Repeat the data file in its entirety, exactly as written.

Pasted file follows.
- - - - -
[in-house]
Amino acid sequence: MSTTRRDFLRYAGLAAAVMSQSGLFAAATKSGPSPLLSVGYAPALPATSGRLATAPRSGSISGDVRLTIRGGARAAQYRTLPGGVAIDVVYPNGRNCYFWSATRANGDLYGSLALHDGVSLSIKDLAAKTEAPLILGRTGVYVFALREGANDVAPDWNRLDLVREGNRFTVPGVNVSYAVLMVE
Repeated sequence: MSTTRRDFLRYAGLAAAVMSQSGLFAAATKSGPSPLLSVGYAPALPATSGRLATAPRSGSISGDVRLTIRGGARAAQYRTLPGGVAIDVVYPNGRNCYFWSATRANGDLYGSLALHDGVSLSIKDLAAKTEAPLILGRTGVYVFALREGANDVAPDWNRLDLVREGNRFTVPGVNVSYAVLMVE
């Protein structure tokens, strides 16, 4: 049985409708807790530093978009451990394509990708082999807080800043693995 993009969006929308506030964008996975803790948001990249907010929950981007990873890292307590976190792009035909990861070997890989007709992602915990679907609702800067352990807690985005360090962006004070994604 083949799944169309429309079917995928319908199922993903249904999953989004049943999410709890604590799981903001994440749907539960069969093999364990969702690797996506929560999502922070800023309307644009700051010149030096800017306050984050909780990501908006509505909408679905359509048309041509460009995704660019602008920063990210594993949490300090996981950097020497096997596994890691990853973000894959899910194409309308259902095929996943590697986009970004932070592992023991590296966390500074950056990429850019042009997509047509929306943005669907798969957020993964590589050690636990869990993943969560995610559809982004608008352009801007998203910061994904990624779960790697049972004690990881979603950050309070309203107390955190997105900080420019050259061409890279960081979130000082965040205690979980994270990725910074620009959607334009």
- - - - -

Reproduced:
[in-house]
Amino acid sequence: MSTTRRDFLRYAGLAAAVMSQSGLFAAATKSGPSPLLSVGYAPALPATSGRLATAPRSGSISGDVRLTIRGGARAAQYRTLPGGVAIDVVYPNGRNCYFWSATRANGDLYGSLALHDGVSLSIKDLAAKTEAPLILGRTGVYVFALREGANDVAPDWNRLDLVREGNRFTVPGVNVSYAVLMVE
Repeated sequence: MSTTRRDFLRYAGLAAAVMSQSGLFAAATKSGPSPLLSVGYAPALPATSGRLATAPRSGSISGDVRLTIRGGARAAQYRTLPGGVAIDVVYPNGRNCYFWSATRANGDLYGSLALHDGVSLSIKDLAAKTEAPLILGRTGVYVFALREGANDVAPDWNRLDLVREGNRFTVPGVNVSYAVLMVE
């Protein structure tokens, strides 16, 4: 049985409708807790530093978009451990394509990708082999807080800043693995 993009969006929308506030964008996975803790948001990249907010929950981007990873890292307590976190792009035909990861070997890989007709992602915990679907609702800067352990807690985005360090962006004070994604 083949799944169309429309079917995928319908199922993903249904999953989004049943999410709890604590799981903001994440749907539960069969093999364990969702690797996506929560999502922070800023309307644009700051010149030096800017306050984050909780990501908006509505909408679905359509048309041509460009995704660019602008920063990210594993949490300090996981950097020497096997596994890691990853973000894959899910194409309308259902095929996943590697986009970004932070592992023991590296966390500074950056990429850019042009997509047509929306943005669907798969957020993964590589050690636990869990993943969560995610559809982004608008352009801007998203910061994904990624779960790697049972004690990881979603950050309070309203107390955190997105900080420019050259061409890279960081979130000082965040205690979980994270990725910074620009959607334009």